Yet another invisible, but important, change included the AK-12 rifle’s rate of fire. According to army requirements, any new guns submitted to the Ratnik trials were to be made with three modes of fire—single, limited burst (two or three rounds) and full-automatic fire. The earliest AK-12 rifles featured two different rates of fire—600 rounds per minute for full-automatic fire and 900 rounds per minute for limited burst fire. Apparently, the increased rate of fire tended to decrease dispersion of two-round bursts, but whatever limited increase in effectiveness it provided was heavily offset by increases in price, complexity and a possible decrease in reliability. As a result, current AK-12 guns have only one rate of fire, the comfortable and controllable 740 rounds per minute. With this rate, the two-round burst mode appears redundant, but apparently the army still insists on this mode.
The AK-12 is a gas-operated, select-fire weapon using a traditional “Kalashnikov type” action with a long-stroke gas piston and a locking rotary bolt. Compared to the AK-74, the bolt group is lighter to decrease recoil and improve accuracy during full-auto fire. The barrel features improved rifling for better accuracy and a revised muzzle brake. The AK-12’s safety/selector levers are located above the pistol grip on both sides of the gun.
When the gun is fired, the charging handle reciprocates along with the bolt. A new side-folding, telescoping, adjustable stock is provided with the AK-12. A long Picatinny rail is located on the top cover, and an additional accessory rail is on the bottom of the handguard. Both sides of the forend are drilled and tapped to accept additional lengths of Picatinny rail, if required. The bottom section of the forend is available in two versions—with a rail (to accept various tactical accessories like lights and foregrips) or a plain one (to accept standard 40mm grenade launchers like the GP-25 or GP-30).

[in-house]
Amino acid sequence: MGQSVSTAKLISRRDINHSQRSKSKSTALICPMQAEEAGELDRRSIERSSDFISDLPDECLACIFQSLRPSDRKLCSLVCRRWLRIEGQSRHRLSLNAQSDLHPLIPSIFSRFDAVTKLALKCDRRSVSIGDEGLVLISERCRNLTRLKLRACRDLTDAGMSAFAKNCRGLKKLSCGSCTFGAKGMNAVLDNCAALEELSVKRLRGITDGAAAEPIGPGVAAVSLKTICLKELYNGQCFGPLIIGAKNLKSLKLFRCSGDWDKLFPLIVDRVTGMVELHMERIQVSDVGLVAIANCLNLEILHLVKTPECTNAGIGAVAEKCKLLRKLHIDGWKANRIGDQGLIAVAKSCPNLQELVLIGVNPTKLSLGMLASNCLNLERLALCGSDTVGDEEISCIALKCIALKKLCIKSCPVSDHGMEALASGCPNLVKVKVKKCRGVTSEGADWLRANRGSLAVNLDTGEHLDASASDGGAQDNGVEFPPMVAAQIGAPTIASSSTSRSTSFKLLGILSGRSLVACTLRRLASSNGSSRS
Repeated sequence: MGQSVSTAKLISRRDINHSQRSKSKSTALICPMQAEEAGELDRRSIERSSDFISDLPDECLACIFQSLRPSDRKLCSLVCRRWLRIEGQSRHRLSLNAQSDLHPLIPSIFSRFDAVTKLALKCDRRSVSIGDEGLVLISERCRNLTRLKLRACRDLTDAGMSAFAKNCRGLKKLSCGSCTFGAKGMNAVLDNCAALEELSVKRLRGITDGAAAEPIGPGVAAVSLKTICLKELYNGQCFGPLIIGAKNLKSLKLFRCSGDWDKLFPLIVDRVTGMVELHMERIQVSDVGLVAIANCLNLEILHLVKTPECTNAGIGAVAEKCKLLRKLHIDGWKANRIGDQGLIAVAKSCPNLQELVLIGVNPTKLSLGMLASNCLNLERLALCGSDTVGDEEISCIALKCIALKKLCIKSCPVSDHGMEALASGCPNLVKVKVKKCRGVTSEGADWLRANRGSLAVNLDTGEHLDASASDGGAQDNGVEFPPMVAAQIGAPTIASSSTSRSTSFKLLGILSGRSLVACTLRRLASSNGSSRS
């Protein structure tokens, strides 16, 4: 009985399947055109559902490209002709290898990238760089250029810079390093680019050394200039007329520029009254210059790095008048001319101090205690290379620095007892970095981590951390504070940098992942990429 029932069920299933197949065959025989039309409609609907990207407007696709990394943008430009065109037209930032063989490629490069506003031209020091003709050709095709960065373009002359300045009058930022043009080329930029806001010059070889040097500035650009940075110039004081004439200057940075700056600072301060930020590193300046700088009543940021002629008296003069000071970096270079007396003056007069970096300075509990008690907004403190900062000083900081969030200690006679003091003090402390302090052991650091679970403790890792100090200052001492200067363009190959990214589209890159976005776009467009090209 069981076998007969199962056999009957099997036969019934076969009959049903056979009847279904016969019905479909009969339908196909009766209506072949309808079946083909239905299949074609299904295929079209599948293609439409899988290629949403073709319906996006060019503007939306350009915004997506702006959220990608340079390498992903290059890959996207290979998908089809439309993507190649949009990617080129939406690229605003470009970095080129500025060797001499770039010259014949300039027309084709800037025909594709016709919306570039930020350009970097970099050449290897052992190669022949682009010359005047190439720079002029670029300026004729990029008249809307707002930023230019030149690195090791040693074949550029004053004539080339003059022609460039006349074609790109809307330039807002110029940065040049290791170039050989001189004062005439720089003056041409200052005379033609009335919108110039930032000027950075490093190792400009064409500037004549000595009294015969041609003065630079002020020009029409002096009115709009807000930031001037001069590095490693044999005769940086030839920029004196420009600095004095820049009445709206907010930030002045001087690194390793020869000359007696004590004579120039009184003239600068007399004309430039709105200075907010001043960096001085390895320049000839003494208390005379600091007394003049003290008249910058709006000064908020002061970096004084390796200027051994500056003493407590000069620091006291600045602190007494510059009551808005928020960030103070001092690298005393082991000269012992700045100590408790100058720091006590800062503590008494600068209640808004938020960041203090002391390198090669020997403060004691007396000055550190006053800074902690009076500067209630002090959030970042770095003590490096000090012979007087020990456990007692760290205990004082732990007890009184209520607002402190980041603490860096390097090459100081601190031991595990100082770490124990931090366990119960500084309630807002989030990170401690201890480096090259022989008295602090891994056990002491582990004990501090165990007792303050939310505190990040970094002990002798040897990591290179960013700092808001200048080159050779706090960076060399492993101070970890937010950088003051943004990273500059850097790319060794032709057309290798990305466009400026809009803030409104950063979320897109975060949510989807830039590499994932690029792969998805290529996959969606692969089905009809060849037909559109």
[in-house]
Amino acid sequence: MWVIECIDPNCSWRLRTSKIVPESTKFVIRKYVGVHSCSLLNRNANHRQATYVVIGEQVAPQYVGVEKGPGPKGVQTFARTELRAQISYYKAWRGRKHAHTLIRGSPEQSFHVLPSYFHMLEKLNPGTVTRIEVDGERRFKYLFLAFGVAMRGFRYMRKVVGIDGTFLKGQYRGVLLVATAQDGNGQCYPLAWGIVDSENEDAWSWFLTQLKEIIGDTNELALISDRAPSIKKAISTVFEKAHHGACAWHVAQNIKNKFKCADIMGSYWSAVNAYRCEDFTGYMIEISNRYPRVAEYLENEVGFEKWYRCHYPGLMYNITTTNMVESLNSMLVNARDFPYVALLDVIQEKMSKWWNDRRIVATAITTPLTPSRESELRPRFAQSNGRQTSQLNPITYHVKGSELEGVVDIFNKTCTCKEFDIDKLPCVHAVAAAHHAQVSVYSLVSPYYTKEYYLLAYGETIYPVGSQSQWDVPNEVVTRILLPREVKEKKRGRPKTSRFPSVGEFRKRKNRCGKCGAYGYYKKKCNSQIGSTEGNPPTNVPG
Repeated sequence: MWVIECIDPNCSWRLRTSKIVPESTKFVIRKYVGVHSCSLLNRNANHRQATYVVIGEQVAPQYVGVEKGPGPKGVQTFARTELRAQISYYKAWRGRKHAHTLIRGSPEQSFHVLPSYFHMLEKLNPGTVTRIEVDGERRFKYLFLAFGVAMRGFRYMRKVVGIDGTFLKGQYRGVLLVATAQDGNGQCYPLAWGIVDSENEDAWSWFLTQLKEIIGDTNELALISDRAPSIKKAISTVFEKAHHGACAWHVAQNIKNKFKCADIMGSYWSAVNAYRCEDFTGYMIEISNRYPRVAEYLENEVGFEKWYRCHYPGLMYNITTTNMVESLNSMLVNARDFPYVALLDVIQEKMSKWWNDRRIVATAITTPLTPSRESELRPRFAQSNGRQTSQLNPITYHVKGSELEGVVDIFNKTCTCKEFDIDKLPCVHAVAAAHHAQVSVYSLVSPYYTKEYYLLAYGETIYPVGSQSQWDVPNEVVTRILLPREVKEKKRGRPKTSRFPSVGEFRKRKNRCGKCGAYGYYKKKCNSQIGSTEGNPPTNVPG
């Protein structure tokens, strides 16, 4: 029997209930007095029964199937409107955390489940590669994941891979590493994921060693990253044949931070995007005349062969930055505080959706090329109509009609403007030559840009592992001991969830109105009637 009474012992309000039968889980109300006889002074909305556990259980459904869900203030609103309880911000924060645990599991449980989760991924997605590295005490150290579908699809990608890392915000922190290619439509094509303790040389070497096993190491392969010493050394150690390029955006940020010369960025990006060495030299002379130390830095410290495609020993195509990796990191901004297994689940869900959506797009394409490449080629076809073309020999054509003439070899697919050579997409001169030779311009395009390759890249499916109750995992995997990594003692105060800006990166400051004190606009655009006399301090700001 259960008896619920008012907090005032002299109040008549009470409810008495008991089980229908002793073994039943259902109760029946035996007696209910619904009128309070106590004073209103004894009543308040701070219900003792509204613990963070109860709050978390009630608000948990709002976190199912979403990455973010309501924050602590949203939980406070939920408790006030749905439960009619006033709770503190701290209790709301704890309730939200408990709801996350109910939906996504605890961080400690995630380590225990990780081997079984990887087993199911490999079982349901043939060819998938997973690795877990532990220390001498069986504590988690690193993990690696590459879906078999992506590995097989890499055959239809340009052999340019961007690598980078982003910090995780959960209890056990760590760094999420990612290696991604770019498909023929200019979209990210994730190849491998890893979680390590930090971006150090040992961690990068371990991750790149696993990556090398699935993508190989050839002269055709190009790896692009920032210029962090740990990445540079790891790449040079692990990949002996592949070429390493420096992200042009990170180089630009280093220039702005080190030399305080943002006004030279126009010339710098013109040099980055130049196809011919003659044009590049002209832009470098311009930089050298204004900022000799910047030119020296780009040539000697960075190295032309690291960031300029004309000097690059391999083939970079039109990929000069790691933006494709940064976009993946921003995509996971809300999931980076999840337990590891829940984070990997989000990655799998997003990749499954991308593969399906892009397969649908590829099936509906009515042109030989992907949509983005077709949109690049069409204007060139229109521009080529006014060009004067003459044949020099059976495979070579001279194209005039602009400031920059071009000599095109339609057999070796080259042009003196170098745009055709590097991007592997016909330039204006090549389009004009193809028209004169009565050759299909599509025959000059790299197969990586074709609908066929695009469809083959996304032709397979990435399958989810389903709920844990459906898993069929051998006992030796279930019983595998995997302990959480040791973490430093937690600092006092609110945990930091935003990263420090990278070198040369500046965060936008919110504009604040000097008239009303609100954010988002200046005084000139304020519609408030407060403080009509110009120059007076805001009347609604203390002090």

AK-12 assault rifles accepts all legacy magazines in their respective caliber, such as 30-round AKM or AK-74, 40-round RPK and 45-round RPK-74 magazines. Additionally, new double-stack 30-round and quad-stack 60-round box magazines and 95-round drums are planned to be issued for AK-12s chambered in 5.45mm.
The gun features a bolt-hold-open device that is controlled by a lever located at the front of the triggerguard, above the enlarged magazine-release lever. It must be noted that this bolt-hold-open works only with new, modified magazines. An enlarged paddle magazine-release lever is designed to kick the magazine out of the gun when depressed. The AK-12 also features redesigned integral iron sights. A shrouded front sight is installed above the gas block. The adjustable rear sight has a reversible blade with a diopter on one side and a U-shaped notch on another. To switch between these options, the user has to raise the rear sight and then rotate the blade 180 degrees to either side. The rear sight is adjustable for distance between 100 and 800 meters in 100-meter increments.
At The Range
I had a chance to fire several magazines through the 5.45mm AK-12 rifle during the Army-2015 exhibition. The prototype that I shot was one of the guns that passed the Ratnik trials, and by the start of the exhibition it had fired more than 9,000 rounds. I was told that during the exhibition it would eat at least 1,500 more rounds of ammunition with zero malfunctions, save from one or two misfires due to dud rounds.
I shot the gun off-hand in all three modes. It felt rather comfortable in hand thanks to its better-shaped pistol grip and adjustable shoulder stock, which suits me better than a shorter AK-74 stock (I’m 6 feet tall and have rather long hands). The gun was fitted with a Belarusian red-dot sight that was okay as a sight, but it had a terrible mount with protruding mounting bolts that tended to scratch my hand when I charged the gun.
In single-shot I had no problem hitting steel plates out to 200 meters in rather rapid fire. In full-auto, I had no problem engaging stationary and moving targets at 100 meters, with the rifle feeling very comfortable and controllable.
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I was unable to test the AK-12 with iron sights due to there being no quick-detach feature on the red-dot sight mount, but it seems that the iron sights are there mostly for backup purposes. The diopter aperture appears to be rather small, and the U-shaped notch seems to be too close for the eye. Overall, my impressions of the AK-12 were positive, and I’m looking forward to testing a production version of this gun in the near future.
For more information, please visit KalashnikovConcern.ru/en.
- CALIBER: 5.45x39mm, 7.62x39mm
- BARREL: 16.3 inches
- OA LENGTH: 28.3-36.8 inches
- WEIGHT: 7.49 pounds (empty)
- STOCK: Adjustable, folding
- SIGHTS: Front post, adjustable rear
- ACTION: Piston-operated
- FINISH: Matte black
- CAPACITY: 30+1
- MSRP: N/A